Gary White @garywhite13

LAKELAND — Nearly a year has passed since Floridians voted to add marijuana to the list of medications the state’s doctors are allowed to use.

Though the result was decisive — 71 percent of voters approved a constitutional amendment — the change was not sudden. As required by Amendment 2, the Florida Department of Health created a system of guidelines, including a requirement for doctors to complete training before they could recommend medical cannabis to patients.

More than 1,000 doctors are qualified to treat patients with marijuana, according to the latest figures from the Department of Health’s Office of Medical Marijuana Use. The list includes 15 doctors based in Polk County.

That equates to one qualified doctor per 43,333 Polk County residents. Statewide, the numbers translate to roughly one trained doctor per 20,500 people.

Renee Petro, a co-founder of CannaMoms, a group of mothers of children with complex medical problems, had harsh words in assessing the situation in Polk County.

“I feel like Polk County is very backward, and I’ve heard doctors are really very worried about jumping on board,” she said. “So a lot of these patients have to travel to Clearwater. … A lot of these patients are driving to multiple locations.”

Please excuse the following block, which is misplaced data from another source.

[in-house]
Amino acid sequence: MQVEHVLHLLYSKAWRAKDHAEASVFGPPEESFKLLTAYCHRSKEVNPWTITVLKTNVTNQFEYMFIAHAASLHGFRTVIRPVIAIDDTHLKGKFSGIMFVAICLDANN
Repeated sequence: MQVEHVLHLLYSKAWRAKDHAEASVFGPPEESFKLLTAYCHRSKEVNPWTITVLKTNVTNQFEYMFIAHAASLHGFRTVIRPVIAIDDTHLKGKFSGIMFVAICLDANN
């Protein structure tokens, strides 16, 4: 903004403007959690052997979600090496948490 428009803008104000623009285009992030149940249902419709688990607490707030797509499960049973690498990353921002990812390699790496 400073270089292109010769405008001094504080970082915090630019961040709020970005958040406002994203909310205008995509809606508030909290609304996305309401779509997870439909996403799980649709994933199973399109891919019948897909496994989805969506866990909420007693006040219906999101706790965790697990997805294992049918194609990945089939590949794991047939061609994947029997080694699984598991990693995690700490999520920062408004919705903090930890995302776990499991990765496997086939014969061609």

While the number of Polk County doctors qualified to treat with marijuana is slowly rising, the county’s largest medical centers seem to be opting out. Four of the most prominent clinics appear to have no doctors on their staffs qualified to recommend medical marijuana.

Watson Clinic, the county’s largest network with 224 doctors in multiple locations, has no physicians with the state certification, spokeswoman Jenny Baker said. None of Watson Clinic’s doctors has plans to pursue the training, Baker said, though she didn’t say the clinic has a policy forbidding them from doing

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